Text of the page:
Given the generally bad time IP tie-in games get, The Simpsons has generally provided passable or at least not entirely awful video gamed, Virtual Bart not withstanding. So to see a Cityville esque title launch in February, it was interesting to give it a spin.
The premise of the game is pretty much in line with Simpsons-grade writing; Homer opts to play a Farmville expy on his tablet rather than notice an imminent nuclear meltdown, causing the town of Springfield to be wiped off the map, leaving Homer alone in a field riddled with wreckage. Homer, and by consequence the player, are tasked with rebuilding to find all of the missing residents of Springfield. This is introduced with a brief, Simpsons quality video. Thereafter, it is evident that the writers assigned to this project were not sure how to apply the Simpsons humor formula to this, and merely proceeded to be snarky while hammering home old comedy tropes.
Visually, the title is spot on. Opting for an isometric view similar to the many 'X-Ville' titles Zynga currently uses to butter its bread, the title manages to fit much of the Simpson-esque art style into the title, cramming small nods and jokes to fans in where it can. As is the issue with this perspective, seeing space between buildings for careful placement of resource boosting decorations is often a challenge, and usually involves dismantling a carefully arranged area to place an item. Tedious, but worthwhile for those that enjoy it.
Audibly, the title is fair. An entirely unremarkable score is accented with unique recordings for the title itself. That these recordings are also used for the titles notifications, and we'll touch more on this later, is also of benefit for those who do not mind having normal life interrupted by Dan Castellaneta shouting things in Homers voice.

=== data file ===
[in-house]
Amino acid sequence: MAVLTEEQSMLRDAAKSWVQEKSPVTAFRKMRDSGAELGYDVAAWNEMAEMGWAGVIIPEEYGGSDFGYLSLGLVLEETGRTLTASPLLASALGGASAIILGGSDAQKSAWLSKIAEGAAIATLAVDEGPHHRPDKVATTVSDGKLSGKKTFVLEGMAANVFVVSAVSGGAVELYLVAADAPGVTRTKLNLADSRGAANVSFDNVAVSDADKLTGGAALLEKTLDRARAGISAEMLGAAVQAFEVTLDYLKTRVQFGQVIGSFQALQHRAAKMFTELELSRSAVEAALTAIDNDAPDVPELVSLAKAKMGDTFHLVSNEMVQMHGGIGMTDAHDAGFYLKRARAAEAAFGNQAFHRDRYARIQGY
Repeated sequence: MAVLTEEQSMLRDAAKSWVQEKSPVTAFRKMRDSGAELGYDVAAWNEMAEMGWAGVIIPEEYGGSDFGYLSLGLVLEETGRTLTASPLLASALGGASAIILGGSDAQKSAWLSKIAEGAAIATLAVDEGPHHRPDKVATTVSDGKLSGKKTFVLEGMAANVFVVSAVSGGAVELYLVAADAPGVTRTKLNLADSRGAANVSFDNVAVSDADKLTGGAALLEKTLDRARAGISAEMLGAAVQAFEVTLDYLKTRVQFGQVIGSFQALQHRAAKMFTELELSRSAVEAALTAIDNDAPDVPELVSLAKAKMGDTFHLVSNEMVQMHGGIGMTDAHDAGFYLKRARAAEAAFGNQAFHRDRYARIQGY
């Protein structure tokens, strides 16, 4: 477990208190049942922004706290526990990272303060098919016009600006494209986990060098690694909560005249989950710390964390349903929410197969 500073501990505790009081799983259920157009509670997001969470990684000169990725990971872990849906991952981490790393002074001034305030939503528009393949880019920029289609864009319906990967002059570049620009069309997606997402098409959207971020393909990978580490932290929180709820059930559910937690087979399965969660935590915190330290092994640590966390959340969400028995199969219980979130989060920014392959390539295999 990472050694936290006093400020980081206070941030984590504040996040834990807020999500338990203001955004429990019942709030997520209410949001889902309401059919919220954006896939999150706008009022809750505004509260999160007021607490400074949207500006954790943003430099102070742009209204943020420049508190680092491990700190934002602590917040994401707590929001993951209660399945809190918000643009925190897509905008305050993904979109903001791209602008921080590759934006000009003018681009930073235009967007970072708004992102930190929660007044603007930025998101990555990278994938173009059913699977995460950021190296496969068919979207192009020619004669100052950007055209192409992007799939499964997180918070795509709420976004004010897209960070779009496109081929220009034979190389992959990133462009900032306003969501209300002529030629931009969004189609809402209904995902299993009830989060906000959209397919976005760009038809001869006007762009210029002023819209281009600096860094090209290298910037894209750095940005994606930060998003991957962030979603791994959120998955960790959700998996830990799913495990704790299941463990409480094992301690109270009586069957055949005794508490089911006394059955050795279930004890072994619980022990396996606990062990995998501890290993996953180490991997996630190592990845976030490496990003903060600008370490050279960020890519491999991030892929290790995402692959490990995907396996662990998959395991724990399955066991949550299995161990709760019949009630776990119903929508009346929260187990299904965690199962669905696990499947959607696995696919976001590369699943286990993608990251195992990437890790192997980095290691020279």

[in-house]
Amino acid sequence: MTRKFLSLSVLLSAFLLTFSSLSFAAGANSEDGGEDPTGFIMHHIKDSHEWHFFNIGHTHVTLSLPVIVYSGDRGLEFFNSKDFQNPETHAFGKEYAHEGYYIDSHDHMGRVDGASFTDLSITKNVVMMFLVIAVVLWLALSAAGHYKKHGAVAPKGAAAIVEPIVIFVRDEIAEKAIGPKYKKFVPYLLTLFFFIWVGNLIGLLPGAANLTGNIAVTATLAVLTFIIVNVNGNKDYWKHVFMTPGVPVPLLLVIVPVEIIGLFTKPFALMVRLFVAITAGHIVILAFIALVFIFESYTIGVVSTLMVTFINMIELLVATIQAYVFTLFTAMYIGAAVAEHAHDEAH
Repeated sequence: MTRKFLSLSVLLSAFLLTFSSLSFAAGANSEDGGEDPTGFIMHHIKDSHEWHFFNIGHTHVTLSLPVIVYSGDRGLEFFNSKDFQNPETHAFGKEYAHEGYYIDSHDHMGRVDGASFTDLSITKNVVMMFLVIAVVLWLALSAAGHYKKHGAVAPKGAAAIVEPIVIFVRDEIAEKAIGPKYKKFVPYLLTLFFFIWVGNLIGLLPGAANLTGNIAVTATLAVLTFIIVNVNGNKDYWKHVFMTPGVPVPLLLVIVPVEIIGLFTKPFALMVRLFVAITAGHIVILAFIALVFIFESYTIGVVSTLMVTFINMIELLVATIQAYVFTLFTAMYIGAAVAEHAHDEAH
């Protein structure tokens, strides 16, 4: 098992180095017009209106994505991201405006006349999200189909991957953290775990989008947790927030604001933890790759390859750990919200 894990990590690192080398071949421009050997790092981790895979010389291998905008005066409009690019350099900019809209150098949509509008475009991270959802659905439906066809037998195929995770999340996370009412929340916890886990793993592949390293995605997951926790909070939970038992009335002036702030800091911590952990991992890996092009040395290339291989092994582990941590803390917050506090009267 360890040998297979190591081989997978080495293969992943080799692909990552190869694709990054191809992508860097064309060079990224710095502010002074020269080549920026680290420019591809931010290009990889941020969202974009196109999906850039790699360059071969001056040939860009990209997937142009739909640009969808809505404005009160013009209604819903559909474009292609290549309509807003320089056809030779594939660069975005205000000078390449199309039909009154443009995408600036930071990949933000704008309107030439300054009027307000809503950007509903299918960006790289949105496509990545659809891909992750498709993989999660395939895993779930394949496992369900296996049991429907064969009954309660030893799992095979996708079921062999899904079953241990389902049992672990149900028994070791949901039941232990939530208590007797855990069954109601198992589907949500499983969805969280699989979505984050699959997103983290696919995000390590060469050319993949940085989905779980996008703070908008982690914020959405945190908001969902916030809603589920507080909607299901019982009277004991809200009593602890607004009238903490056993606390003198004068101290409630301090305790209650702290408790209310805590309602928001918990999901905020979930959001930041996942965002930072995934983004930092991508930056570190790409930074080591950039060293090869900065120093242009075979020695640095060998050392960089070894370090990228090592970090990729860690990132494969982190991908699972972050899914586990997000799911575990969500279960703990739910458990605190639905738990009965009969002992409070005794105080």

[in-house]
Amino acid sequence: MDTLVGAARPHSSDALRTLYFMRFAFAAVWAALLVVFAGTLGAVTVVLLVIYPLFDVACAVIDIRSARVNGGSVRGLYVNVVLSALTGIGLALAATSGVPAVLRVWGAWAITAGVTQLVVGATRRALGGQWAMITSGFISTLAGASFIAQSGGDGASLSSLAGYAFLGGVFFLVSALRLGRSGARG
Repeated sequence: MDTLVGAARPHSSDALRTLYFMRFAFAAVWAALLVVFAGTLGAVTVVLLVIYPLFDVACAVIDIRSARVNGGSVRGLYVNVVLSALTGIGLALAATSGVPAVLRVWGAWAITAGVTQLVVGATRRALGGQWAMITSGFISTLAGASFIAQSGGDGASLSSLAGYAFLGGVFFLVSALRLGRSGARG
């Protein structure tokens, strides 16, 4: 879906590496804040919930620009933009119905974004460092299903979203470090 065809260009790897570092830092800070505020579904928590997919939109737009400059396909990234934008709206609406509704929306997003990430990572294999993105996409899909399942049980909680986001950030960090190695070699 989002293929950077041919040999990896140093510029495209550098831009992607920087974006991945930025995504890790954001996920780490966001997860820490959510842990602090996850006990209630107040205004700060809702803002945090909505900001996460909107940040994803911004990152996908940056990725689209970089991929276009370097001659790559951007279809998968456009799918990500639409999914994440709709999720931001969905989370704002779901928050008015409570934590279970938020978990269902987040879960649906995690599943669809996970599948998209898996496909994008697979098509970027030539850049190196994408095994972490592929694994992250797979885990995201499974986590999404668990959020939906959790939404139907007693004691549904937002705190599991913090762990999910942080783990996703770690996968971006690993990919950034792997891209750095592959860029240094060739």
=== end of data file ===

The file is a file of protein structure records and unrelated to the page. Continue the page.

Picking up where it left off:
Gameplay is where things start to fall apart. The intro video is classic Simpsons material, squeezing every bit of comedy out of the scenario before moving on; the rest of the title is less than satisfactory. Play is similar to Cityville, with one important exception; rather than limit your interaction by energy units, the title uses real time to manage your interactions. Opening the app to manage things three or four times a day is not uncommon. Unfortunately, this is by dint of the title requiring that much micromanaging instead of any real desire to observe this particular iteration of Springfield.
Tapped Out spends a lot of time decrying the 'freemium' genre of games, that being where the game is free but necessitates, or at least very nearly so, a real world purchase of in-game currency. The intro does naught but mock 'freemiums' via Homer purchasing $1000 worth of in-game currency; it is entirely right to do so. Freemium titles are, at best, obnoxiously reminding players of its in game store every so often. This title, however, immediately starts hitting the player up. It isn't particularly clever to heap insult upon a practice while doing it as intensely as it has ever been done; a morbidly obese man preaching the benefits of a carb-free diet, for example, does naught to instill confidence on the weight shedding power of eating only meats. So for that same man to snark about how terrible baked goods are whilst consuming an endless pile of cinnamon rolls is extremely confusing and a little insulting.
Tapped Outs initial release on iOS was so plagued with bugs that it had to be removed from the Apple Store until its problems were sorted out. The bugs persist with the Android release. Certain buildings and decorations, namely the bonus and seasonal additions, disappear entirely for lengths of time, rendering the quests impossible to complete until their spontaneous return. Further, during this Examiners playthrough, a quest asking solely for building a level 10 building cannot be complete because the building itself is not unlocked, despite having the quest and the prerequisite level. This, coupled with the lack of any noticeable social connection, is a deal breaker.
Overall, The Simpsons Tapped Out is more of a statement of quality than a clever play on its touchscreen play style. The title is not entirely workable, it does not feel like anything genuinely Simpsons related, and without those, it just feels like any other mediocre freemium title. Tapped Out is not quite worth the download.